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J Biomech. 2003 Feb;36(2):171-8.

An in vitro investigation of the acetabular labral seal in hip joint mechanics.

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  • 1M.E. Müller Institute for Biomechanics, University of Bern, Murtenstrasse 35, Postbox 30, CH-3010, Bern, Switzerland. stephen.ferguson@memot.unibe.ch

Abstract

Labrum pathology may contribute to early joint degeneration through the alteration of load transfer between, and the stresses within, the cartilage layers of the hip. We hypothesize that the labrum seals the hip joint, creating a hydrostatic fluid pressure in the intra-articular space, and limiting the rate of cartilage layer consolidation. The overall cartilage creep consolidation of six human hip joints was measured during the application of a constant load of 0.75 times bodyweight, or a cyclic sinusoidal load of 0.75+/-0.25 times bodyweight, before and after total labrum resection. The fluid pressure within the acetabular was measured. Following labrum resection, the initial consolidation rate was 22% greater (p=0.02) and the final consolidation displacement was 21% greater (p=0.02). There was no significant difference in the final consolidation rate. Loading type (constant vs. cyclic) had no significant effect on the measured consolidation behaviour. Fluid pressurisation was observed in three of the six hips. The average pressures measured were: for constant loading, 541+/-61kPa in the intact joint and 216+/-165kPa following labrum resection, for cyclic loading, 550+/-56kPa in the intact joint and 195+/-145kPa following labrum resection. The trends observed in this experiment support the predictions of previous finite element analyses. Hydrostatic fluid pressurisation within the intra-articular space is greater with the labrum than without, which may enhance joint lubrication. Cartilage consolidation is quicker without the labrum than with, as the labrum adds an extra resistance to the flow path for interstitial fluid expression. However, both sealing mechanisms are dependent on the fit of the labrum against the femoral head.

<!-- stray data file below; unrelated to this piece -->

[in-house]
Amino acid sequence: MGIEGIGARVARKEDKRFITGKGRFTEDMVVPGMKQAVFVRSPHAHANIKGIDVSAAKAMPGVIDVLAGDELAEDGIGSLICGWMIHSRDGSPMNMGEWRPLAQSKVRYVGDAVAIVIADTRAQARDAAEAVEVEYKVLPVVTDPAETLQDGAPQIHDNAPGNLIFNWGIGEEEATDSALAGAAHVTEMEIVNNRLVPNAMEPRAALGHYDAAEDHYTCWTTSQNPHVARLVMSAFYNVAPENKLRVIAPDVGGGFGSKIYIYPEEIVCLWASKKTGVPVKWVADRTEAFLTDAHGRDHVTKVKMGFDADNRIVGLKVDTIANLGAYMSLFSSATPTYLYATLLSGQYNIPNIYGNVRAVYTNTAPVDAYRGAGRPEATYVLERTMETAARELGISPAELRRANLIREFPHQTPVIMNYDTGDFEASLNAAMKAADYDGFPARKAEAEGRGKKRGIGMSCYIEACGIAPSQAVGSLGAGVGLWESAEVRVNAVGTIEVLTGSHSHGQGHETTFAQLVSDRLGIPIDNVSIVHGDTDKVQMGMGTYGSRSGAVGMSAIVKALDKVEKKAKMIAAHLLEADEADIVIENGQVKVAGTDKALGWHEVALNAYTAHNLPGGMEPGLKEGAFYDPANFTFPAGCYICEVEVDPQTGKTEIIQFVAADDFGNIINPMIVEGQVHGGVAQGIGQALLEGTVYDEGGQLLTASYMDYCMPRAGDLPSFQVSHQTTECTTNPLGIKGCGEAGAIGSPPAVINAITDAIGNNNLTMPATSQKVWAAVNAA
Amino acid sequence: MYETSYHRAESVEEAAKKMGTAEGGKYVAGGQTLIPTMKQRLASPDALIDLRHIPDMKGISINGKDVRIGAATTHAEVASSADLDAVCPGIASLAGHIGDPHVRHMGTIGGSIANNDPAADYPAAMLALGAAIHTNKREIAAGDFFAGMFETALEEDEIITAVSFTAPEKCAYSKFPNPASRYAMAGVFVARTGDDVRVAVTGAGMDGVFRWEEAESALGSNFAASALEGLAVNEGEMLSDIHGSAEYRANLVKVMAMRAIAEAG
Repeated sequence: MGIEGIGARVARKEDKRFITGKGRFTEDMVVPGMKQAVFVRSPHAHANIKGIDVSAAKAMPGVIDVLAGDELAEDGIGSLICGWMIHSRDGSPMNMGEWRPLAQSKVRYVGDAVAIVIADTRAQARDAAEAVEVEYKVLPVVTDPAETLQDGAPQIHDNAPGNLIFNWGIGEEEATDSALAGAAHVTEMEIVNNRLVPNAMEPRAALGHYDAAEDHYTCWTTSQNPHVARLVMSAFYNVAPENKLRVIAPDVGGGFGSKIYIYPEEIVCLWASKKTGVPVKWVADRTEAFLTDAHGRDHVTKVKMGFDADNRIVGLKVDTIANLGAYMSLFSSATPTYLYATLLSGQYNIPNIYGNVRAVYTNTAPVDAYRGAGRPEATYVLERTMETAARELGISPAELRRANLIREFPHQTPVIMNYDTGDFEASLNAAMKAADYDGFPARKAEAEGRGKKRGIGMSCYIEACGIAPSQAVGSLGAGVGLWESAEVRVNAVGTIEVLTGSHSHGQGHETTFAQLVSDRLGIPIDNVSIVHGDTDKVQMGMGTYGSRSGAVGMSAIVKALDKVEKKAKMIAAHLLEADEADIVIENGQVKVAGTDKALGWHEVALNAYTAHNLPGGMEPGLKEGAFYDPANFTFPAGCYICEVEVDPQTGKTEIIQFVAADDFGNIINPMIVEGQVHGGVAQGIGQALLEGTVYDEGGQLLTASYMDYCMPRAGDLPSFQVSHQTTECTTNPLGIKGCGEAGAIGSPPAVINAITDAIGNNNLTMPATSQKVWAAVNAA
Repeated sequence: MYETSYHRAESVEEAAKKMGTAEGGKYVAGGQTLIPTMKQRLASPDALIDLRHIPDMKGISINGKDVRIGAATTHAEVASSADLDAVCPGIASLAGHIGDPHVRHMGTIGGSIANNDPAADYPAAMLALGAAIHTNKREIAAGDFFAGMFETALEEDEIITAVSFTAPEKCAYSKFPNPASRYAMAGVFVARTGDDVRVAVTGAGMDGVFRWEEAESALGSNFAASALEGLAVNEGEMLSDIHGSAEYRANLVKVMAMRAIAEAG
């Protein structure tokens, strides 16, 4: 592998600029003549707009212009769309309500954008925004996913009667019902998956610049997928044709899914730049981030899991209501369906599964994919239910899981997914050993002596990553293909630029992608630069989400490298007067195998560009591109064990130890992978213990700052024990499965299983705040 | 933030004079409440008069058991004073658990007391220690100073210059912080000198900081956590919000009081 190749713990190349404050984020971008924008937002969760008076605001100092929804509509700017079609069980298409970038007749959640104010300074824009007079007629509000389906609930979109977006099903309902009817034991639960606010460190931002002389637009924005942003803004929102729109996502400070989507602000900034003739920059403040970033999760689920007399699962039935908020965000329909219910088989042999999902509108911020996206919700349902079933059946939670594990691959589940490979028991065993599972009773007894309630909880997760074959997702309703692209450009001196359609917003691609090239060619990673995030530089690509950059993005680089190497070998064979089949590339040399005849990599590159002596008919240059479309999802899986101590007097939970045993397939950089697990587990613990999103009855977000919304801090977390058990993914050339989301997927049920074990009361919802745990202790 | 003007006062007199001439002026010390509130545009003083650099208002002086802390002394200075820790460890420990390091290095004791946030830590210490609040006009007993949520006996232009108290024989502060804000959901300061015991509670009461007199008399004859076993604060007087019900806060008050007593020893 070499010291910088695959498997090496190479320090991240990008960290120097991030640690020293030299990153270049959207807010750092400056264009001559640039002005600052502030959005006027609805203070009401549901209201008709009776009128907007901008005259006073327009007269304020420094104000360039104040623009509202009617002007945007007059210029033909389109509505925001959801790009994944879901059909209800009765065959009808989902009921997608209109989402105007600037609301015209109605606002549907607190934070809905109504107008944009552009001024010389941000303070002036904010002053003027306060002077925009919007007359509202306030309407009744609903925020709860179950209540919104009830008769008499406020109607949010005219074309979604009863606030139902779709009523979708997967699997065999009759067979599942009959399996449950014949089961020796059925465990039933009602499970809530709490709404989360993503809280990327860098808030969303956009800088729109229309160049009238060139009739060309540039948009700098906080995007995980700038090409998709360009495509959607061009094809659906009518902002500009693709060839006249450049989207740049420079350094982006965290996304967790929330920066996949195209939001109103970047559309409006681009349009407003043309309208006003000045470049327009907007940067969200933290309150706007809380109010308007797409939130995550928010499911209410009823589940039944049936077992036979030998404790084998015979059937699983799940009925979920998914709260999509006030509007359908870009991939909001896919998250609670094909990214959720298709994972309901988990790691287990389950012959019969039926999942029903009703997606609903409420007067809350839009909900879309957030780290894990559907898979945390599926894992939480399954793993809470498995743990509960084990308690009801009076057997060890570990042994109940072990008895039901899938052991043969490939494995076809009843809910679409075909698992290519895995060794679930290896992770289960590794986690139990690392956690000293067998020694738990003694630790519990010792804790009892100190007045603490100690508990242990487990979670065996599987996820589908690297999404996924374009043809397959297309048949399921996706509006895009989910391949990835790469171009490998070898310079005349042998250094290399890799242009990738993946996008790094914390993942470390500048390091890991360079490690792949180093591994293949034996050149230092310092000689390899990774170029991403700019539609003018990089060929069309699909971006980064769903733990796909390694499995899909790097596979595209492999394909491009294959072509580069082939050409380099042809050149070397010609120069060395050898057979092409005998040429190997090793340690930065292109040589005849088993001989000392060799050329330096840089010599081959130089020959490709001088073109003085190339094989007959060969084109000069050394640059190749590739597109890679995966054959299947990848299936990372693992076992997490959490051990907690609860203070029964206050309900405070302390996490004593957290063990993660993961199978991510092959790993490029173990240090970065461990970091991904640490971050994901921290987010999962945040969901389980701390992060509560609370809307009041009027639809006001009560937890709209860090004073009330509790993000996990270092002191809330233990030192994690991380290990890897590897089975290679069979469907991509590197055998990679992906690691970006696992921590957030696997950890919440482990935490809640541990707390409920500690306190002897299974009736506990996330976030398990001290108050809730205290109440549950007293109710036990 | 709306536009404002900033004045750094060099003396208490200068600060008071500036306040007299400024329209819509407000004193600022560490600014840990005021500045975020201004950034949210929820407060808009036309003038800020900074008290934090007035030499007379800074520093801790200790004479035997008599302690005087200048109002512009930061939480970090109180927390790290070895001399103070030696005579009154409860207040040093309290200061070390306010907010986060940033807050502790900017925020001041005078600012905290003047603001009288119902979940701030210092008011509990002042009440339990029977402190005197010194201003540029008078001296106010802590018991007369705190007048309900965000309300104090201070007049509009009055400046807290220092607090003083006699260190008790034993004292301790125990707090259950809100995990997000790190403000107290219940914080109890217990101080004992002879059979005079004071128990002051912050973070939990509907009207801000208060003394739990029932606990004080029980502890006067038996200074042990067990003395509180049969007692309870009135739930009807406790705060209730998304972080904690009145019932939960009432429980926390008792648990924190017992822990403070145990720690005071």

PMID:
12547354
[PubMed - indexed for MEDLINE]
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